There is no mention of the use of force of some sort as a part of the process. Instead, one talks and concedes, as I suggested was true of the classic appeaser. Williams claims
The regime in Tehran, of which the president is only one element, is complex and capable of acting very effectively against our interests. We should be giving Iran incentives to act reasonably, however perversely the regime responds to generous offers like the one to give all necessary support to its civil nuclear programme. We must not lose patience.What more can the international community offer to Iran but to help it in any way needed to ensure it has a plentiful supply of nuclear power. Any other concessions and one begins to border on genuine appeasement in the worst sense of the term.
I was for talking Saddam to death to avoid an invasion of Iraq. I was sure that we could safely do so since he seemed to be relatively harmless. As it turns out he was the quintessential paper tiger -- no WMD, not much of an air force, and an army that had not recovered from the first Gulf War. But who knew about the WMD? Everyone believed he had chemical weapons. The USA gave such weapons to him during the Iran war and in his report to the UN detailing how he had gotten rid of all WMD no mention of the destruction of these chemical weapons was made. Ergo, everyone was entitled to believe he still had them.
So, the question is whether we can safely engage in an endless process of talking more and possibly giving more with Iran. I do not have the answer to that question. I share Mr. Williams' fear that we are on the brink of something that could be very bad. And we all know to what extent Bush is capable of "Cowboying Up."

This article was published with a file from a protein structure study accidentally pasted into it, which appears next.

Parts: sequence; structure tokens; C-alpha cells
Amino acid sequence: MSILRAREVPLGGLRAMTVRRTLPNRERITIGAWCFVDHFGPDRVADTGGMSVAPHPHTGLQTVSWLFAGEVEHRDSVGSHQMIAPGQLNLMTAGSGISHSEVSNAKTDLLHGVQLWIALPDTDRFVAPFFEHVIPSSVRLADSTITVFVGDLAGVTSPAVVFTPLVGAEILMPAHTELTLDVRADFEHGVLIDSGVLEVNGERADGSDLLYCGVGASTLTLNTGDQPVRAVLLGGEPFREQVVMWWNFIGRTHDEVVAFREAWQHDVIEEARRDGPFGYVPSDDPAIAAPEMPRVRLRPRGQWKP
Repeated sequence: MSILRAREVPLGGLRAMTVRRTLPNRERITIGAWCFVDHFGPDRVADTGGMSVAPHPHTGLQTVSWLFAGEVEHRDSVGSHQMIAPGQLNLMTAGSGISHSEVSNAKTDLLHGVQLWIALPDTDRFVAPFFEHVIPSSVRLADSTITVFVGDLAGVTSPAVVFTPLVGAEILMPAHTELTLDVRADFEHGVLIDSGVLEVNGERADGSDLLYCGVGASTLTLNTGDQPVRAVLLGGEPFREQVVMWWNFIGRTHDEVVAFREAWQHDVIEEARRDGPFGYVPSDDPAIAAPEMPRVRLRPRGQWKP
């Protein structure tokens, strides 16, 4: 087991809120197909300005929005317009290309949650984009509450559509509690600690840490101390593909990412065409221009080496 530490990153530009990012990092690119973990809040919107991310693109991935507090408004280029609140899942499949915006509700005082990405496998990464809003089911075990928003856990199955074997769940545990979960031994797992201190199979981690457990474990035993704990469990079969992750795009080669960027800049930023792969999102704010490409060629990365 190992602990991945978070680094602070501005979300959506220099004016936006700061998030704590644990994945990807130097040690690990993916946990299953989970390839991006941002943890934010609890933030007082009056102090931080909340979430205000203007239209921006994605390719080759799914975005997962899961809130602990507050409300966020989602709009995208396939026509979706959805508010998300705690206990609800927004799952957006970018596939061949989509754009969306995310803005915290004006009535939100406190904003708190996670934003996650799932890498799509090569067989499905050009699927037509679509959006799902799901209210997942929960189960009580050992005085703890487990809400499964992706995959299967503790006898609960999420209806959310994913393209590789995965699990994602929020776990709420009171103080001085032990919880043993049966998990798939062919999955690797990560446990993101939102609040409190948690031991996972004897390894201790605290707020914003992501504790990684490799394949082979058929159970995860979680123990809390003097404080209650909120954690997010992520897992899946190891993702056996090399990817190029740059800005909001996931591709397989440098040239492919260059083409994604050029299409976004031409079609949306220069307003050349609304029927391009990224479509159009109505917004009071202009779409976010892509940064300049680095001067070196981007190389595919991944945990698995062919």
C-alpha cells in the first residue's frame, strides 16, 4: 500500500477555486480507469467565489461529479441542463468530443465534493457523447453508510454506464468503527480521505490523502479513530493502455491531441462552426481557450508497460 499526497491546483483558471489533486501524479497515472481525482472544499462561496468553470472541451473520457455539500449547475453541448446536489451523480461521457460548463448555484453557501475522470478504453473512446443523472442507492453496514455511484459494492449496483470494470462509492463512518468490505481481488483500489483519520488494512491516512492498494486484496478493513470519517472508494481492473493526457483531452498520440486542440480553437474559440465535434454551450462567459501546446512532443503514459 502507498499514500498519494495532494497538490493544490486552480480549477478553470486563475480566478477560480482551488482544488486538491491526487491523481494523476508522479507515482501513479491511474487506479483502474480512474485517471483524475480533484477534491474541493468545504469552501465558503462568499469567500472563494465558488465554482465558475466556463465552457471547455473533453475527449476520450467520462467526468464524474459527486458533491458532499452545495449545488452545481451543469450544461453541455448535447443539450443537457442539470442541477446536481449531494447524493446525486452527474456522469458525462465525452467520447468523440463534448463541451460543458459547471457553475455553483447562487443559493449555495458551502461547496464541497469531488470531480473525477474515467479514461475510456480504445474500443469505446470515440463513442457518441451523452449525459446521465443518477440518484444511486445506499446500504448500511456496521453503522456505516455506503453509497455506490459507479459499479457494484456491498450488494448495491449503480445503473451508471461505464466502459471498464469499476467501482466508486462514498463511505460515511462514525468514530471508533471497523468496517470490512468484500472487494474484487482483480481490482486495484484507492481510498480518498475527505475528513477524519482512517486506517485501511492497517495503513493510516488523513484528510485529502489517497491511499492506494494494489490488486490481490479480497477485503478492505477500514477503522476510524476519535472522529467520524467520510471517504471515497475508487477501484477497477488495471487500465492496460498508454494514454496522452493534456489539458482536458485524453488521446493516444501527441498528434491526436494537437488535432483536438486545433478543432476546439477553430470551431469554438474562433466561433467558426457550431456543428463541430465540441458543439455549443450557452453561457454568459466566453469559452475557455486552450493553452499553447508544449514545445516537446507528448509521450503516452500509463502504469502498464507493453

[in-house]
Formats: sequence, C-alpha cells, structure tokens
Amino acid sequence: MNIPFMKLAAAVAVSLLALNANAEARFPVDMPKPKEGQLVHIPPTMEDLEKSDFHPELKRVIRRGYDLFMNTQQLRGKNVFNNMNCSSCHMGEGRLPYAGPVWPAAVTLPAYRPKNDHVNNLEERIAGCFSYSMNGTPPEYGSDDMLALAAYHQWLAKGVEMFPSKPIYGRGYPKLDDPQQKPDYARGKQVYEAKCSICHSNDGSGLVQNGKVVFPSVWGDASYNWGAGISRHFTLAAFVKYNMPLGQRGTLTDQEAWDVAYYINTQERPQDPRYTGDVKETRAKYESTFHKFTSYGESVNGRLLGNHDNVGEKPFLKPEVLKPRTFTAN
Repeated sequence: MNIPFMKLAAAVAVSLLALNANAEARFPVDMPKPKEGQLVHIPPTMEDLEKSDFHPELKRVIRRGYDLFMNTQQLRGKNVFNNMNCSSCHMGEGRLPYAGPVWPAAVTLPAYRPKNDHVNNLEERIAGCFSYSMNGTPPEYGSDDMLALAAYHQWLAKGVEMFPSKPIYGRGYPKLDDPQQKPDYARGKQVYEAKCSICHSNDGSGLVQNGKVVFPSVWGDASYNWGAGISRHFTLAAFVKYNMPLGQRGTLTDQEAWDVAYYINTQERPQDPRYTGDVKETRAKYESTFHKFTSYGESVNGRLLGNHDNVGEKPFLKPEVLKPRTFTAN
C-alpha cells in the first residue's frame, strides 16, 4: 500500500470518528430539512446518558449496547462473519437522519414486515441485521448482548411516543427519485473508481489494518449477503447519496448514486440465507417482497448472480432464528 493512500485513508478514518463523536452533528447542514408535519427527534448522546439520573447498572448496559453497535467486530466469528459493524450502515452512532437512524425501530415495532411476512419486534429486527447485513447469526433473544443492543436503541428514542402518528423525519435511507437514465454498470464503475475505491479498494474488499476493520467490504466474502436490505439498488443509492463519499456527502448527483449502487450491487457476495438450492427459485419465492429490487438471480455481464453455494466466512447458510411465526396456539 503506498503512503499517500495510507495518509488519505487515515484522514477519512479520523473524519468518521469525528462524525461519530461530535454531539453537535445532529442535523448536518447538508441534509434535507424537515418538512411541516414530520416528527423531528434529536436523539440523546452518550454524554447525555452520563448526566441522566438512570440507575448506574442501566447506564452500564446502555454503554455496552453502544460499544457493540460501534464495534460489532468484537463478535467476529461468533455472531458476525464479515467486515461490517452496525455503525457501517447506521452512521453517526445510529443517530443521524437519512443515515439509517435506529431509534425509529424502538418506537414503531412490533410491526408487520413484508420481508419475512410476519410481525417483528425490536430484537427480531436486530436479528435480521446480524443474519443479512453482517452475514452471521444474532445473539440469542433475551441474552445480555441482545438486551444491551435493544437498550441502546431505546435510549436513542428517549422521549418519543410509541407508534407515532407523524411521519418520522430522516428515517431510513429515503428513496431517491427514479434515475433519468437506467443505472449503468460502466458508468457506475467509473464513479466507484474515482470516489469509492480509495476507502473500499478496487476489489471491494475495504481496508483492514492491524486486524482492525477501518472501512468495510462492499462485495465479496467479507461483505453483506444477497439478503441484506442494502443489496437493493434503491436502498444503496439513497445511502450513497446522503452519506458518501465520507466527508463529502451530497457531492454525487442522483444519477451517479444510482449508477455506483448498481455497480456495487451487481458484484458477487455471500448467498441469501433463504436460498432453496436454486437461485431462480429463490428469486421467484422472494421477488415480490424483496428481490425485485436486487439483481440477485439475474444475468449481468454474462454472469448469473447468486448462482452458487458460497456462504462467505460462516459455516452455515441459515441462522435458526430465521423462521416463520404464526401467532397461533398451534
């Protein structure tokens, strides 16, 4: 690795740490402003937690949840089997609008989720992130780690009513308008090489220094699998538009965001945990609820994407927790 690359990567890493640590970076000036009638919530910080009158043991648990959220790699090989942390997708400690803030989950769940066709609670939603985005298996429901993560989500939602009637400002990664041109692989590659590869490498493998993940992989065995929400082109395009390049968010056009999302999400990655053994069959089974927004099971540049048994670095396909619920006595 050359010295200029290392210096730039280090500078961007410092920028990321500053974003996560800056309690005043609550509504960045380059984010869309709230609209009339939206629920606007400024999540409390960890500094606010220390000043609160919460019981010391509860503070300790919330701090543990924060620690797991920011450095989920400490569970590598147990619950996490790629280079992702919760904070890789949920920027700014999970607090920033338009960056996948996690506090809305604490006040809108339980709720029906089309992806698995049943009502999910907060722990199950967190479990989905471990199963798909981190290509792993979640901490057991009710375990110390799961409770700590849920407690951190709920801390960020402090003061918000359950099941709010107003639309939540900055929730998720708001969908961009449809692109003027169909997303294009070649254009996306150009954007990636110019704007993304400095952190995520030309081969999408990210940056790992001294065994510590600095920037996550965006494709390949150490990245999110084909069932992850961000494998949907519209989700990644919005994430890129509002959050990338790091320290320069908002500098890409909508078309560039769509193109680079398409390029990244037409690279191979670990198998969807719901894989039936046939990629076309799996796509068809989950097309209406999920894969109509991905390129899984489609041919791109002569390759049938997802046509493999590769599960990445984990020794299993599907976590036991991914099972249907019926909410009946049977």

Some time back, The New Yorker had an article which, if memory serves, said that the Bush Administrationion was ready and willing to attack Iran's nuclear sites but that our military and/or our intelligence services told him that they weren't sure of their location, including especially the underground facility that is understood to exist, and had no confidence in the success of any air strike on known sites. Nothing would be worse that a monster attack on supposed Iranian nuclear sites that failed.
Nevertheless if you ever want to read a classic liberal/leftist appeasement statement, Williams has provided one. I don't know how accurate the New Yorker's story about Bush's thinking about attacking Iran or its stating what the military's and/or intelligence agencies' advice to Bush was about such attacks. I have it on good authority that similar cautionary tales were told to Rummy, Cheney, and Bush by the same people in regard to going to war against Iraq. Bush et al ignored that advice and one high ranking General was given his walking papers. They might ignore such advice again despite the current disaster in Iraq. I have a very bad feeling about this -- about Bush's going proactive in a military way to force Iran to do what the UN has said it wants and about his not going proactive in a military way. If Iran gets nukes the world will be a more dangerous place. But the fact is, or so I believe, Bush can't engage Iran or any other formidable nation so long as we have a large army in Iraq for it too might be vulnerable to an Iranian attack. It will take Bush most of the rest of his term to get our army out of Iraq leaving precious little time to move on Iran.
I await the wisdom of the readers. I have none to offer as to the correct course of action but appeasement rankles.